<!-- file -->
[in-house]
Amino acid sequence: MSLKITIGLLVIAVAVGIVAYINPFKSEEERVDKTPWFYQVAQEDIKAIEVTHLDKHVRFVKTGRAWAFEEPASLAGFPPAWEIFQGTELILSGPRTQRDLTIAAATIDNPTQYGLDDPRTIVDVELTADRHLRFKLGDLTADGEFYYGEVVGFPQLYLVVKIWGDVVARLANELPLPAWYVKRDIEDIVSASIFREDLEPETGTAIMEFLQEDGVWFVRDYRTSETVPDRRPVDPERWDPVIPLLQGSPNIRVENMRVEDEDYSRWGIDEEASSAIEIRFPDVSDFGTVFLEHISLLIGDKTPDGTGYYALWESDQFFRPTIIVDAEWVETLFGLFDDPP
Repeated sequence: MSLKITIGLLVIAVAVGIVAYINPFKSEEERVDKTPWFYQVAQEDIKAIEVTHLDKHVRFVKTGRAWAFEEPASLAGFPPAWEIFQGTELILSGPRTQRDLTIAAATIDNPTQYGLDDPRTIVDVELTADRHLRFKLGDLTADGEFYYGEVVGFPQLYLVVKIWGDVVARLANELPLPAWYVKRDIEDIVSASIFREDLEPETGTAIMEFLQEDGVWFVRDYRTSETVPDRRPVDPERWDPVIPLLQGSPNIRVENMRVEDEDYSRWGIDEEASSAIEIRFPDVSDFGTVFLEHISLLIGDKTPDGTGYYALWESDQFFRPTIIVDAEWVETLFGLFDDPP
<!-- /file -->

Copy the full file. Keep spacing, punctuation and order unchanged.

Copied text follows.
[in-house]
Amino acid sequence: MSLKITIGLLVIAVAVGIVAYINPFKSEEERVDKTPWFYQVAQEDIKAIEVTHLDKHVRFVKTGRAWAFEEPASLAGFPPAWEIFQGTELILSGPRTQRDLTIAAATIDNPTQYGLDDPRTIVDVELTADRHLRFKLGDLTADGEFYYGEVVGFPQLYLVVKIWGDVVARLANELPLPAWYVKRDIEDIVSASIFREDLEPETGTAIMEFLQEDGVWFVRDYRTSETVPDRRPVDPERWDPVIPLLQGSPNIRVENMRVEDEDYSRWGIDEEASSAIEIRFPDVSDFGTVFLEHISLLIGDKTPDGTGYYALWESDQFFRPTIIVDAEWVETLFGLFDDPP
Repeated sequence: MSLKITIGLLVIAVAVGIVAYINPFKSEEERVDKTPWFYQVAQEDIKAIEVTHLDKHVRFVKTGRAWAFEEPASLAGFPPAWEIFQGTELILSGPRTQRDLTIAAATIDNPTQYGLDDPRTIVDVELTADRHLRFKLGDLTADGEFYYGEVVGFPQLYLVVKIWGDVVARLANELPLPAWYVKRDIEDIVSASIFREDLEPETGTAIMEFLQEDGVWFVRDYRTSETVPDRRPVDPERWDPVIPLLQGSPNIRVENMRVEDEDYSRWGIDEEASSAIEIRFPDVSDFGTVFLEHISLLIGDKTPDGTGYYALWESDQFFRPTIIVDAEWVETLFGLFDDPP